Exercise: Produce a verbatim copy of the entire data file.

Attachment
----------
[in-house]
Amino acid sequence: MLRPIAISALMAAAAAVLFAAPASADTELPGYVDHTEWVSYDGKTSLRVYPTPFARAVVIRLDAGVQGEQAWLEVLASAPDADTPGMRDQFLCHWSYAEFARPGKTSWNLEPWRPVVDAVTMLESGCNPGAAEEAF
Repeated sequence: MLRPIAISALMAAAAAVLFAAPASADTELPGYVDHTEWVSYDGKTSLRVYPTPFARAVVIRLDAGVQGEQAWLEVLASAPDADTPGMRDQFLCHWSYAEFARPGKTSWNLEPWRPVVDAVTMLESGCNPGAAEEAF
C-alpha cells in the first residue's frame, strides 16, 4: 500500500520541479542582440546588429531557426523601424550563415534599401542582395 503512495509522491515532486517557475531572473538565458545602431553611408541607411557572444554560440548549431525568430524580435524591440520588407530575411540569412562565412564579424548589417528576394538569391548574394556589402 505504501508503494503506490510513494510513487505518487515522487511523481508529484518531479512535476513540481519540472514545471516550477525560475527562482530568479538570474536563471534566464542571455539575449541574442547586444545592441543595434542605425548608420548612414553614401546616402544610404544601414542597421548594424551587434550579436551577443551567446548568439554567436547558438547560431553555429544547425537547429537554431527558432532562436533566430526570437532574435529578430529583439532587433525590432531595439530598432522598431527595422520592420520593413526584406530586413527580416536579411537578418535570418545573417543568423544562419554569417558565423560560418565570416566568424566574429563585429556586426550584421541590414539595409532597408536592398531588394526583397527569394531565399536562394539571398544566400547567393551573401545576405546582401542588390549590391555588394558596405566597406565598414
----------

[in-house]
Amino acid sequence: MLRPIAISALMAAAAAVLFAAPASADTELPGYVDHTEWVSYDGKTSLRVYPTPFARAVVIRLDAGVQGEQAWLEVLASAPDADTPGMRDQFLCHWSYAEFARPGKTSWNLEPWRPVVDAVTMLESGCNPGAAEEAF
Repeated sequence: MLRPIAISALMAAAAAVLFAAPASADTELPGYVDHTEWVSYDGKTSLRVYPTPFARAVVIRLDAGVQGEQAWLEVLASAPDADTPGMRDQFLCHWSYAEFARPGKTSWNLEPWRPVVDAVTMLESGCNPGAAEEAF
C-alpha cells in the first residue's frame, strides 16, 4: 500500500520541479542582440546588429531557426523601424550563415534599401542582395 503512495509522491515532486517557475531572473538565458545602431553611408541607411557572444554560440548549431525568430524580435524591440520588407530575411540569412562565412564579424548589417528576394538569391548574394556589402 505504501508503494503506490510513494510513487505518487515522487511523481508529484518531479512535476513540481519540472514545471516550477525560475527562482530568479538570474536563471534566464542571455539575449541574442547586444545592441543595434542605425548608420548612414553614401546616402544610404544601414542597421548594424551587434550579436551577443551567446548568439554567436547558438547560431553555429544547425537547429537554431527558432532562436533566430526570437532574435529578430529583439532587433525590432531595439530598432522598431527595422520592420520593413526584406530586413527580416536579411537578418535570418545573417543568423544562419554569417558565423560560418565570416566568424566574429563585429556586426550584421541590414539595409532597408536592398531588394526583397527569394531565399536562394539571398544566400547567393551573401545576405546582401542588390549590391555588394558596405566597406565598414